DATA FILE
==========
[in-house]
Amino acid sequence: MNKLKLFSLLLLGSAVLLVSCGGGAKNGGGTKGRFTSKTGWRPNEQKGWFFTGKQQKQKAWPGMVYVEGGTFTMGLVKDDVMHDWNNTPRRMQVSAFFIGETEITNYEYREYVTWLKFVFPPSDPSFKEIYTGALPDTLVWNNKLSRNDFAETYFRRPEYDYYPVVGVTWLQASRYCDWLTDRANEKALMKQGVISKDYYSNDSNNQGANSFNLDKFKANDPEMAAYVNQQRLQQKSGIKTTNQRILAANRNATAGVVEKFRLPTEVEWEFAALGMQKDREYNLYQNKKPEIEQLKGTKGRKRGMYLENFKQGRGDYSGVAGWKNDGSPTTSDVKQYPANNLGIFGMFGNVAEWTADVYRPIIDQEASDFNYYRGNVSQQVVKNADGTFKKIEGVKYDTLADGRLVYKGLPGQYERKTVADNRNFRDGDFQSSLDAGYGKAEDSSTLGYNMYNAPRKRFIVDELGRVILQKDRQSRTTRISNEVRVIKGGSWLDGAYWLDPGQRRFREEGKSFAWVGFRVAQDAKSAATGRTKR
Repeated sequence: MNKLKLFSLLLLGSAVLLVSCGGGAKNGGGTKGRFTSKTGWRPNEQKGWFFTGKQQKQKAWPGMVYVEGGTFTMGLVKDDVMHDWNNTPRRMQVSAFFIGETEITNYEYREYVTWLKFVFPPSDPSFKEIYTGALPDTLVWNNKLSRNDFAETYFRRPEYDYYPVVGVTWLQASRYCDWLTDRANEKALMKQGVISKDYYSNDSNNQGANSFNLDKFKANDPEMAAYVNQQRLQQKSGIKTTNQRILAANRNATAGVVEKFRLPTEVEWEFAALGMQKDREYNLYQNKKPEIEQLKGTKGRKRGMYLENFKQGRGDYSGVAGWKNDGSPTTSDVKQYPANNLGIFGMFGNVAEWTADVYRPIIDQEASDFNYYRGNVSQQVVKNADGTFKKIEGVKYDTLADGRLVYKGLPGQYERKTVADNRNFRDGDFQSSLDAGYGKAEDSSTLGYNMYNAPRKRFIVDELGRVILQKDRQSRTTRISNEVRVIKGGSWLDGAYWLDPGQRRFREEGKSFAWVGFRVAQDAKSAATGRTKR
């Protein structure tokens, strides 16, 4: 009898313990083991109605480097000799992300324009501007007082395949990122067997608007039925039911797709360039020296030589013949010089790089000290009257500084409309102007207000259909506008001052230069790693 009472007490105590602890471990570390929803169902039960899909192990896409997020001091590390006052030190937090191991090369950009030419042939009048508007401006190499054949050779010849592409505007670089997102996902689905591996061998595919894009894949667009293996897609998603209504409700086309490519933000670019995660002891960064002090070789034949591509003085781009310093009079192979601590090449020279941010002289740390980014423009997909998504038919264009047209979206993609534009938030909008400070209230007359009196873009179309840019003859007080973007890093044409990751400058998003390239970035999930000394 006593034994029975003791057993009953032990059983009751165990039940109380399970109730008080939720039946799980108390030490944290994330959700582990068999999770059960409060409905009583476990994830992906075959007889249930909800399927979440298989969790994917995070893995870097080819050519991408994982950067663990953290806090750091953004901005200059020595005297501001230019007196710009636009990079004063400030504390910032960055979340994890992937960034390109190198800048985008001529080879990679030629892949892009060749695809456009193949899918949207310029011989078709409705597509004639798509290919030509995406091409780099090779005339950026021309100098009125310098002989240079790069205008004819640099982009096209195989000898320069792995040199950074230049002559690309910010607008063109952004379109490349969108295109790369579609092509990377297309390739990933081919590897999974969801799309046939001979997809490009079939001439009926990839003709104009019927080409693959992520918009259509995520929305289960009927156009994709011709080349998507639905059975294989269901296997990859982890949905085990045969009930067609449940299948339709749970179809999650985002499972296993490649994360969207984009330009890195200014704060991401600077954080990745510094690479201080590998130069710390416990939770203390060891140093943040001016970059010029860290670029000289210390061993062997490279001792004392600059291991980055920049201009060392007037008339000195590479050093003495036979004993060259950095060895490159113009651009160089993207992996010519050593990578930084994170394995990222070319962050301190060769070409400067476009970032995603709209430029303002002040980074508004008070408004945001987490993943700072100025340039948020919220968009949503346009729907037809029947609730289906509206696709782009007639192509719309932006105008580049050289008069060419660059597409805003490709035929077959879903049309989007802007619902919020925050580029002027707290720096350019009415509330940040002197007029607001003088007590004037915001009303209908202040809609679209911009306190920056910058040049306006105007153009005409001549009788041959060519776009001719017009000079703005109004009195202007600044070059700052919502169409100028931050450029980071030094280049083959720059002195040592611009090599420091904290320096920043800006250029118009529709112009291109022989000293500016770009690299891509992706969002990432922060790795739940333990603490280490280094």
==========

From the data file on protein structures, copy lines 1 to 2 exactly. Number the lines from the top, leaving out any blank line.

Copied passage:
[in-house]
Amino acid sequence: MNKLKLFSLLLLGSAVLLVSCGGGAKNGGGTKGRFTSKTGWRPNEQKGWFFTGKQQKQKAWPGMVYVEGGTFTMGLVKDDVMHDWNNTPRRMQVSAFFIGETEITNYEYREYVTWLKFVFPPSDPSFKEIYTGALPDTLVWNNKLSRNDFAETYFRRPEYDYYPVVGVTWLQASRYCDWLTDRANEKALMKQGVISKDYYSNDSNNQGANSFNLDKFKANDPEMAAYVNQQRLQQKSGIKTTNQRILAANRNATAGVVEKFRLPTEVEWEFAALGMQKDREYNLYQNKKPEIEQLKGTKGRKRGMYLENFKQGRGDYSGVAGWKNDGSPTTSDVKQYPANNLGIFGMFGNVAEWTADVYRPIIDQEASDFNYYRGNVSQQVVKNADGTFKKIEGVKYDTLADGRLVYKGLPGQYERKTVADNRNFRDGDFQSSLDAGYGKAEDSSTLGYNMYNAPRKRFIVDELGRVILQKDRQSRTTRISNEVRVIKGGSWLDGAYWLDPGQRRFREEGKSFAWVGFRVAQDAKSAATGRTKR